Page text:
2019 prevent plant (PP) meant many weed species ran rampant with little to no control. With each growing weed comes hundreds—if not hundreds of thousands—of seeds that can emerge over the next five or more years.
“On our farm [prevent plant] wasn’t a choice; it was muddy and our tractors would have torn up the ground irreparably—we took a lot of prevent plant,” says DuWayne Bosse, Britton, S.D., corn and soybean farmer and broker for Bolt Marketing.It was so wet all year that Bosse only got across PP fields once.
“We just had to get in to spray for weeds, but we never got to till it, so even now it’s pretty saturated,” Bosse says.
“The big concern [in PP fields] is the summer annual population and how high that weed density could be,” says Aaron Hager, University of Illinois Extension weed scientist.
High weed population means farmers need to take a whole-season approach to weed management—don’t just rely solely on a post herbicide application, Hager warns. “It’s a recipe for disaster.”
Here are a few tips from Hager and other experts for managing weeds on PP fields:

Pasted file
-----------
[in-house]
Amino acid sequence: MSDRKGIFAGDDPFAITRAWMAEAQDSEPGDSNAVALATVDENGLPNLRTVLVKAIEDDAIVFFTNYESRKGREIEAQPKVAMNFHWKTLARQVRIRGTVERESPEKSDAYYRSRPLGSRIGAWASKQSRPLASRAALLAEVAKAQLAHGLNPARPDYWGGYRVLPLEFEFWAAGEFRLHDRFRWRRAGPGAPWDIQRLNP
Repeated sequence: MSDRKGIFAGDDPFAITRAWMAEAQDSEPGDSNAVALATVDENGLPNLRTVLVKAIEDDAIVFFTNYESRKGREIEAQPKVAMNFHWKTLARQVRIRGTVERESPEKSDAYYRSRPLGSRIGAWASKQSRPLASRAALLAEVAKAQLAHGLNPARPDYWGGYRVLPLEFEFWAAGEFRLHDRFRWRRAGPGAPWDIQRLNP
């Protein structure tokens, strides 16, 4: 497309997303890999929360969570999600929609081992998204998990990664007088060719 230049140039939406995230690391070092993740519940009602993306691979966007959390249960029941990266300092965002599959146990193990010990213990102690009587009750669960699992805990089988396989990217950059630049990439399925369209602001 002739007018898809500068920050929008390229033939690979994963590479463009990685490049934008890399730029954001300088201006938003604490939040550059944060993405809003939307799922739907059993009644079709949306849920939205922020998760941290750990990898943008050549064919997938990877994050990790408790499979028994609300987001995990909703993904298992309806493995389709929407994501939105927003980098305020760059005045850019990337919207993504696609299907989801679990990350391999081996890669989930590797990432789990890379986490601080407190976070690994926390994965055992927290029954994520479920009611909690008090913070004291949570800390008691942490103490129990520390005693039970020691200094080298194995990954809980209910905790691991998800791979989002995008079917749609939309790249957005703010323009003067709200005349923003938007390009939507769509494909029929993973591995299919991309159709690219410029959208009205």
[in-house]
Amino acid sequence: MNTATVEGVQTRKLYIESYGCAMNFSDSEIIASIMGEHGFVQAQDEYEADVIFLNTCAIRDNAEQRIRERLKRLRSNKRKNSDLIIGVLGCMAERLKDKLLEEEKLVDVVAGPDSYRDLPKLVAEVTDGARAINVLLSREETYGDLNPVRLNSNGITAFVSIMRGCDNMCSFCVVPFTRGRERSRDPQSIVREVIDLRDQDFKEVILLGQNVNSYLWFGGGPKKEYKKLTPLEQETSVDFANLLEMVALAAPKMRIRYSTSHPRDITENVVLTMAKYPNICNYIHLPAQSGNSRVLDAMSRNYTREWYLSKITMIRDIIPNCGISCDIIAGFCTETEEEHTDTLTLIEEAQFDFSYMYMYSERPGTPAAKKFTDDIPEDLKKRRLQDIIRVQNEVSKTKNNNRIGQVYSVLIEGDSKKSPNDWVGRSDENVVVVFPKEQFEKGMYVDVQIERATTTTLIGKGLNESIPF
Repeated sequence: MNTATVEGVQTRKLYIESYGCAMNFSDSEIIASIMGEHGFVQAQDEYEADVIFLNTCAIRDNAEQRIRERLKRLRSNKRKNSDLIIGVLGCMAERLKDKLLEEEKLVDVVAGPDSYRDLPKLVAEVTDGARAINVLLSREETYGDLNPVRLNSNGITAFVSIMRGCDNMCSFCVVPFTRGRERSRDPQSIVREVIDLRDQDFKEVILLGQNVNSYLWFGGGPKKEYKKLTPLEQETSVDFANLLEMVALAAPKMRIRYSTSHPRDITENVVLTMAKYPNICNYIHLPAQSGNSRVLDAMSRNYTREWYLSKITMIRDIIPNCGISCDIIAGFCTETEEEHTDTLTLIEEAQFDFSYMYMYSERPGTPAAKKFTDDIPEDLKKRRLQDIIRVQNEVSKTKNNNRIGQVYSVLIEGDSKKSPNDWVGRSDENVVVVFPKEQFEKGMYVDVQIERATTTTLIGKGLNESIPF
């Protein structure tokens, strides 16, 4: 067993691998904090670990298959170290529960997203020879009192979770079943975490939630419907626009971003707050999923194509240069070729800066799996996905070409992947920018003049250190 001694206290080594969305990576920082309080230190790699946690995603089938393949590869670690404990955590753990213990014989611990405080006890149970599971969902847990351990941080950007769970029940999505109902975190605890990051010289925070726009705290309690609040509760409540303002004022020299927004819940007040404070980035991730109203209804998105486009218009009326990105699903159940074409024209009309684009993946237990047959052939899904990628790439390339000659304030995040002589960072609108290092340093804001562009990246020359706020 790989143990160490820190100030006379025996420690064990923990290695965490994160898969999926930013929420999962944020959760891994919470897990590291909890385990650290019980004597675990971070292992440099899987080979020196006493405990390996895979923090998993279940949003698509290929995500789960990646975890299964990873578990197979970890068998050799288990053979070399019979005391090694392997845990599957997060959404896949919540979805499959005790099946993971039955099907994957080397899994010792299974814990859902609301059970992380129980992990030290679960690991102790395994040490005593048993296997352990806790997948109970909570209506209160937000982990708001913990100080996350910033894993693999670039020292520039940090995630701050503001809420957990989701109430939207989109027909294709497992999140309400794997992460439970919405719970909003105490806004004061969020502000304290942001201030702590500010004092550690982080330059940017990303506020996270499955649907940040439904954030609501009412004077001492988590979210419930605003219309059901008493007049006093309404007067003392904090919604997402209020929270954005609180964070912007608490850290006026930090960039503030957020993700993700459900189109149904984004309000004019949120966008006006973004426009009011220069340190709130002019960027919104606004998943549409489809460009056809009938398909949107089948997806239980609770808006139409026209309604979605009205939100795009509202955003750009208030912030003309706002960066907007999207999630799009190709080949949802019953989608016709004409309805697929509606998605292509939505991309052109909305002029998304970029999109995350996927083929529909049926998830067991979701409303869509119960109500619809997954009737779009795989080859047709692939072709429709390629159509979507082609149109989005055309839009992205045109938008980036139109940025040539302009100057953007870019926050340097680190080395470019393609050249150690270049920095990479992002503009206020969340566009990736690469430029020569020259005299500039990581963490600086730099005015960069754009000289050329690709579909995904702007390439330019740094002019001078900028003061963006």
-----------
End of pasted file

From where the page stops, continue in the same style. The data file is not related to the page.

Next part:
Consider planting PP fields last. As seedling weeds emerge you can control them before you plant, it kills the weed and the viable seed, a one-two punch.
Use a multi-faceted weed control approach. Consider tillage if that fits your management, use pre-emergent residual herbicides and overlap residuals when you do your post application.
Don’t skimp on herbicide rates.
Remember, you’re fighting more than just waterhemp. Don’t forget about velvetleaf or cocklebur—those populations likely increased last year.
Scout for escapes and check for weeds you don’t recognize. Fields near rivers could have had some weed seed from other counties come in with flooding.
The only good weed is a dead one, start clean, stay clean.
Read more about how to prep 2019 prevent plant fields for 2020 planting: